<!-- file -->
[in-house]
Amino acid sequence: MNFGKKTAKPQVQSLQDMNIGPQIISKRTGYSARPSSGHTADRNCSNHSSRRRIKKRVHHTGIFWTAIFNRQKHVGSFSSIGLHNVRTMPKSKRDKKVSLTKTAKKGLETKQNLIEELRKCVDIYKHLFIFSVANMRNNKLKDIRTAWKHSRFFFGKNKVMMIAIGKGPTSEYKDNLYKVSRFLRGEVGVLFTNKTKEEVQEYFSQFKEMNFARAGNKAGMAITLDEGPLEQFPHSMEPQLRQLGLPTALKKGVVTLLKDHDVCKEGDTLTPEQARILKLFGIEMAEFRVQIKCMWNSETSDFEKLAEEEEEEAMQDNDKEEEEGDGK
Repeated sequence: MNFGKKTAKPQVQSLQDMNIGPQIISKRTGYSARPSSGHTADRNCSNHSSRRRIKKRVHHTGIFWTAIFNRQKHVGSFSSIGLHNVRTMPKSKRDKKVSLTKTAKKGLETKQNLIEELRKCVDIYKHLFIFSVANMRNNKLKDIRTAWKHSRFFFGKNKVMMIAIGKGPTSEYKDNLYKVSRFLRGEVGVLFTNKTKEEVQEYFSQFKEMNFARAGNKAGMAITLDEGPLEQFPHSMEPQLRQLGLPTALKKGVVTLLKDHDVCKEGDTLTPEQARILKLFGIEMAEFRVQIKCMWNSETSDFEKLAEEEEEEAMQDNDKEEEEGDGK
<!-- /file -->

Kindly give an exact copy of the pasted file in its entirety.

[in-house]
Amino acid sequence: MNFGKKTAKPQVQSLQDMNIGPQIISKRTGYSARPSSGHTADRNCSNHSSRRRIKKRVHHTGIFWTAIFNRQKHVGSFSSIGLHNVRTMPKSKRDKKVSLTKTAKKGLETKQNLIEELRKCVDIYKHLFIFSVANMRNNKLKDIRTAWKHSRFFFGKNKVMMIAIGKGPTSEYKDNLYKVSRFLRGEVGVLFTNKTKEEVQEYFSQFKEMNFARAGNKAGMAITLDEGPLEQFPHSMEPQLRQLGLPTALKKGVVTLLKDHDVCKEGDTLTPEQARILKLFGIEMAEFRVQIKCMWNSETSDFEKLAEEEEEEAMQDNDKEEEEGDGK
Repeated sequence: MNFGKKTAKPQVQSLQDMNIGPQIISKRTGYSARPSSGHTADRNCSNHSSRRRIKKRVHHTGIFWTAIFNRQKHVGSFSSIGLHNVRTMPKSKRDKKVSLTKTAKKGLETKQNLIEELRKCVDIYKHLFIFSVANMRNNKLKDIRTAWKHSRFFFGKNKVMMIAIGKGPTSEYKDNLYKVSRFLRGEVGVLFTNKTKEEVQEYFSQFKEMNFARAGNKAGMAITLDEGPLEQFPHSMEPQLRQLGLPTALKKGVVTLLKDHDVCKEGDTLTPEQARILKLFGIEMAEFRVQIKCMWNSETSDFEKLAEEEEEEAMQDNDKEEEEGDGK